This is where intangible leadership skills take over. How do you keep your highly talented team motivated beyond the expected enthusiasm that comes from working at a start-up? How do you keep them from falling into a rut and losing their creativity as the company grows and the product release cycles naturally increase? How do you keep up morale when everyone is acutely aware that most start-ups lack revenue and the money clock is winding down every minute of the day? These are just some of the anxieties start-up CEO's face when everyone else is heads down focused on the task at hand, until, you know, someone eventually snaps. Here are a couple of things I constantly do in order to master the mundane and keep the flow of the business going like we just raised a million bucks.
1) Manage momentum: Good CEO's understand momentum is everything, but you can't always have it or it defeats the purpose. Maximize the spikes whenever you can and always keep your team focused on achieving the next bump. I don't know of any force greater in building a business (or life) than momentum.
2) Never set goals that are 100 percent achievable: I was reminded of how important it is to create stretch goals for yourself and your team recently in a wonderful talk by Google Start-up Labs. Apparently, Googlers aim for a 60 percent-70 percent achieve rate. The thinking behind this is simple: if you're creating goals you achieve 100 percent of the time, you aren't pushing yourself hard enough. If you are achieving only 40 percent-50 percent of your goals, you're a poor planner. You want to push yourself and your team, without breaking them.
3) Don't provide the same old gestures of gratitude: Rewarding your employees with happy hour or a yoga class for doing a great job may seem like a good idea on the surface, but the reality is if you hired properly, they'll LOVE their jobs and will have no desire to leave at five to do something only half your team will probably enjoy doing anyways. Honestly, if you want to reward people regularly, give them money. In all my years, nothing puts a smile on someone's face more than a pre-paid visa or a small bonus. It's amazing what a couple hundred bucks will mean at the end of a project to a guy making a hundred grand a year. Go figure.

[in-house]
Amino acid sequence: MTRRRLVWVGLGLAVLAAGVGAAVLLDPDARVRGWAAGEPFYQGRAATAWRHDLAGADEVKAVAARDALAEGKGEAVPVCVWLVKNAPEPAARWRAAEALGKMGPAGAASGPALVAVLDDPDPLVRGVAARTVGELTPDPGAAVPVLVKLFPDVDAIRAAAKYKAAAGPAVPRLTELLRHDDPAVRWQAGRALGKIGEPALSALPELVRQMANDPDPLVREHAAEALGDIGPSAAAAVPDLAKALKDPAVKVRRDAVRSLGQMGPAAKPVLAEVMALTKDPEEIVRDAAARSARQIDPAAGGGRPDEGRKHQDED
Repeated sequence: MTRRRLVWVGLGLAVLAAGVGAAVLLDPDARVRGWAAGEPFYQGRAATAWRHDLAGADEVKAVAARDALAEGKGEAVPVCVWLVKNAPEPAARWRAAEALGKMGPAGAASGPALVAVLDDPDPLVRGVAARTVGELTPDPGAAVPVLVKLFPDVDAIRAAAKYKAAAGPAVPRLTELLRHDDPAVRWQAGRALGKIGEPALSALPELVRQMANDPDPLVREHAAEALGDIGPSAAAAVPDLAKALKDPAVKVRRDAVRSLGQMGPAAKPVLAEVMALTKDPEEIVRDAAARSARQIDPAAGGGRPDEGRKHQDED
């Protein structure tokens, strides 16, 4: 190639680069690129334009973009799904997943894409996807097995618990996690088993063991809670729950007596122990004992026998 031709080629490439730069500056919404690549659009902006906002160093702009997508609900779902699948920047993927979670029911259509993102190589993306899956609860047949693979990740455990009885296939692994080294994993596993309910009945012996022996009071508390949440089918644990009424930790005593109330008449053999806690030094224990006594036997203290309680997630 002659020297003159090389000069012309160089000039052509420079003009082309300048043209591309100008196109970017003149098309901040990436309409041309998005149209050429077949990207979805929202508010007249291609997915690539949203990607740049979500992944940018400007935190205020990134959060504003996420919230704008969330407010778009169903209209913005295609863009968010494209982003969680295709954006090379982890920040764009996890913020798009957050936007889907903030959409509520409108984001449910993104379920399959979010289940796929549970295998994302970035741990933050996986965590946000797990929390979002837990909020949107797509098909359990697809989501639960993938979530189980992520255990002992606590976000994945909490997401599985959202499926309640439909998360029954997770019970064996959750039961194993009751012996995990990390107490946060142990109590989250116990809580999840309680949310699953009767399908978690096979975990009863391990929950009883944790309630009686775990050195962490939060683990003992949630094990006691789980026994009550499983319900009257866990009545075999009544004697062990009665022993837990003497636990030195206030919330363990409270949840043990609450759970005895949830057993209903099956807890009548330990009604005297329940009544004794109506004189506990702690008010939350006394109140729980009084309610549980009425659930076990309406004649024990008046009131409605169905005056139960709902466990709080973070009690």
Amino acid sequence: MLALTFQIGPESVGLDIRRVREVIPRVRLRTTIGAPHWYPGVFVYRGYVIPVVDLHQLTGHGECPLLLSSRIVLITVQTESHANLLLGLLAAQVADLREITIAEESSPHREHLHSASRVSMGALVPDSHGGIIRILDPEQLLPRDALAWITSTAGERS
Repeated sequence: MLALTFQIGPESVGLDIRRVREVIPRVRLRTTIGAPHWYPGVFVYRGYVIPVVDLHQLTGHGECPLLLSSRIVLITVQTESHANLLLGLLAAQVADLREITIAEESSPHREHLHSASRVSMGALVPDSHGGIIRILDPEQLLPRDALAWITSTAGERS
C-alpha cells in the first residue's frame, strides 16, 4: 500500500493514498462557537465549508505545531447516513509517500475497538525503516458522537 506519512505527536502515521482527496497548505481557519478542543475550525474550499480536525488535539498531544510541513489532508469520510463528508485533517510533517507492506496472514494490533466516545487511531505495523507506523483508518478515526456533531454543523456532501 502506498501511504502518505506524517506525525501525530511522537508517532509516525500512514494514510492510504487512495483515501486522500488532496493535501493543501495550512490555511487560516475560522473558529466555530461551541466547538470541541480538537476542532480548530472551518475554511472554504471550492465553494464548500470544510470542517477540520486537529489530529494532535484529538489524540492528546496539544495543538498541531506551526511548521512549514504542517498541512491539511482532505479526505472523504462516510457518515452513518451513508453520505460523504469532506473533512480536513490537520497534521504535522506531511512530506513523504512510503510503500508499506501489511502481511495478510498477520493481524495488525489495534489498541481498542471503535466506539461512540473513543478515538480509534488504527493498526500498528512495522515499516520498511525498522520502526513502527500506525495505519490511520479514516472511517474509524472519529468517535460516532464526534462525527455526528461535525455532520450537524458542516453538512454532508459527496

4) Speaker phone everything: Unless it's a really private conversation, my phone is always on speaker. When I talk to new investors, teachers, partners, heck -- even when my mom calls to make sure I'll be home for dinner -- I'm always on speaker phone. The point of this isn't for everyone to pry. I want my tight-knit team I've decided to go to battle with during the "survive at all costs" stage of this business to feel what I feel, hear what I hear, and really understand we are a family and there are no secrets. Sometimes they'll hear me get yelled at by a customer, sometimes a partner will call with a sweet deal no one was expecting, but they'll know exactly what's up -- and nothing is more important for a leader than to display transparency to his team.
5) Give them the unexpected: This is another way to keep people moving at maximum output and creativity. Give your team an extended weekend from time to time with a requirement they aren't allowed near a computer for work purposes. A lot of start-ups fail because people get burned out and they bring the rest of their teammates with them. It's better to lose three days every couple of months than to lose it all.
These are just a couple of lessons from my experience over the course of three start-ups that I know will keep our company blood flowing at peak speed. I've heard other wonderful measures taken by CEO's and leaders at various stages of a company to make sure they are primed for success. I hope the next time a friend calls asking me for an update, they recognize that press releases and million dollar valuations aren't the only ways to keep things interesting at a start-up.